a word meaning “bear shirt”,were a form of Shapeshifters or lycanthropes— and the Celts have also passed down a traditionof Shapeshifting. It is worldwide and so perva-sive in the history of so many nations and peo- ples that, upon even a little research, it seemsobvious that there’s something more to Shape-shifting than crazy “werewolf tales”.
Many believe that most Shapeshifters and allSkinwalkers (yes, many do differentiate between thetwo) are males; possibly because they are oftenlumped into the catch-all category of “medicinemen”. This is untrue. Although it would seem themajority are male, it is not exclusive; females alsoShapeshift and there are many “medicine women”.
One must shift awareness or consciousness inorder to allow part of or all of the soul to leavethe body. Learning to go into a trance state isnecessary. Many use the rhythm of drums and/or rattles to accomplish this. Others use music of various types which helps them raise and focustheir energy.Accompaniment is not required, however. Thereare no rules engraved in stone; as in so manyother things, one needs to feel free to experimentand find what works for them. For those whouse drumming or rattling, the slow repetitiverhythm shifts the rhythm of the individual so heor she can journey. Just as a soothing song canhelp someone achieve calm, the rhythm of adrum or other music puts you into the right state.
The journey is achieved by the person’s intent 
to leave your body as an animal anddo so.Someone said, “try to describe walking and it isdifficult to put into words how you get your legsto move.” The same is true with Shapeshifting;it’s hard to describe the exact process as if read-ing from a list of operating instructions becauseit can and does vary somewhat from one indi-vidual to another.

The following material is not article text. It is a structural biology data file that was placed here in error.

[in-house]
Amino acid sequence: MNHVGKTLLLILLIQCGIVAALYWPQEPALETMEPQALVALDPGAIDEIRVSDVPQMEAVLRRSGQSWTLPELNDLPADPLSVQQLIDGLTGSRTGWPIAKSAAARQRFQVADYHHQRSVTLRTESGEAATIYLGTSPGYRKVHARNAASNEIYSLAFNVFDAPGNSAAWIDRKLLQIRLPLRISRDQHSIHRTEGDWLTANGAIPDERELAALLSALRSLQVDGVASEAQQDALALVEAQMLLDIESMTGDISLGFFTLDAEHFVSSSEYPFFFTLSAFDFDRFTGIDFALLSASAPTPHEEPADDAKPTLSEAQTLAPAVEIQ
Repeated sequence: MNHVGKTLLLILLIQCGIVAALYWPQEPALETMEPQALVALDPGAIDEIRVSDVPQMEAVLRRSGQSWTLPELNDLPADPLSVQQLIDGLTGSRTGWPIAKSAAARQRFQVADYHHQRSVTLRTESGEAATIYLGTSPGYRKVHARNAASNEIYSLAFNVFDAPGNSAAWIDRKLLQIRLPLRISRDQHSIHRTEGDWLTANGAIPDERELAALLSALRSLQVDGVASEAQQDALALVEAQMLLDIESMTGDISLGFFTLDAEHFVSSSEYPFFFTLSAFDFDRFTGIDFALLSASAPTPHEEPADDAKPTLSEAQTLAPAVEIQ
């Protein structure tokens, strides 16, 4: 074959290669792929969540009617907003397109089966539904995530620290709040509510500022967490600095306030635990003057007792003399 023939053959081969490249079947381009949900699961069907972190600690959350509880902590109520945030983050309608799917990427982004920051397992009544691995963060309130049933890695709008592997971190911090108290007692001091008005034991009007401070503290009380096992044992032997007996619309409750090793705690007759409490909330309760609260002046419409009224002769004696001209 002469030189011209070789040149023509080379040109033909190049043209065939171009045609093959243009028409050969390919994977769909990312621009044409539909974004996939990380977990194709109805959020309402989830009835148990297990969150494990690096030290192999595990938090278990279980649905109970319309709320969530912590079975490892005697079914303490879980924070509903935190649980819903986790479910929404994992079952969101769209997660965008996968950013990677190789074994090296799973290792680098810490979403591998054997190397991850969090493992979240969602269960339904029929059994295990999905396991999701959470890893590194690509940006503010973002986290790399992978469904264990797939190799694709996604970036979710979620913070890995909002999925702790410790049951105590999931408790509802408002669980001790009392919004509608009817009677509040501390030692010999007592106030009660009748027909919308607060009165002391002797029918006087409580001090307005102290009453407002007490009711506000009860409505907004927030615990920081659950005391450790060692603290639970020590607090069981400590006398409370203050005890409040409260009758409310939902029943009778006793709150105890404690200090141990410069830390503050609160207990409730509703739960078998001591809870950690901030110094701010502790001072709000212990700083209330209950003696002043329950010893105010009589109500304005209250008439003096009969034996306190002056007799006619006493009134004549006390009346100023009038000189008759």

There are two types of Shapeshifting:1)
PhysicalThe astral is the most widespread. Most Shape-shifters ply their art solely on the astral; veryfew, even highly advanced and gifted shamans,claim to be physical Shapeshifters. Apparently,even if you find you are one of those rare peoplewho will learn to physically shapeshift, the ma- jority of your journeys, perhaps for a lifetime,will be on the astral.If you were a Shapeshifter in at least one pastlife it will likely come somewhat easier for youthis time around, but it is a universally difficultundertaking and not “fun”. It is daunting, hardwork, entirely serious, and can be terrifying to a beginner. (It’s reminiscent of a scene in one of the Star Wars movies where neophyte LukeSkywalker says, “I am not afraid.” Jedi Master Yoda sets him straight forthwith: “You will be,”he says,
“you will be.”)
 Much of the literature emphasizes the need towork with an experienced person and/or a“guardian”.Remember that Shapeshifting, although univer-sal, is uncommon and not something that everysingle human can accomplish.The following is the verbatim Wikipedia entryon Norse Skinwalkers:In Norse folklore, a skin-walker is a personwho can travel in the shape of an animal andlearn secrets, or take on certain characteristicsof an animal. The person is then said to bewearing that animal's hide. The most well-known example of the latter is the warrior whotakes on the strength and stamina of a bear,called "bear shirt" or 
ber sarkur 
, the origins of the word berserker; similarly, there were wolf- based warriors, called
or "wolf-coats". They were said, aside from the battle-rage the animal spirit granted, to have the abil-ity to send out their soul in the form of their animal, in a practice called
or "shape- journey".According to Mythology, the Norse heroSigmund and his son Sinfiolti became Skin-walkers for a short time, discovering twomagic wolf skins that turned them into wolveswhen they put them on. When they becameovercome by their animal instincts and beganfighting over meat, Sigmund almost killed hisson and so they decided to burn the skins.The use of an animal shape for other purposeswas considered unholy, and people accused of having such abilities were frequently cast outor summarily executed. Females so chargedgot off more lightly.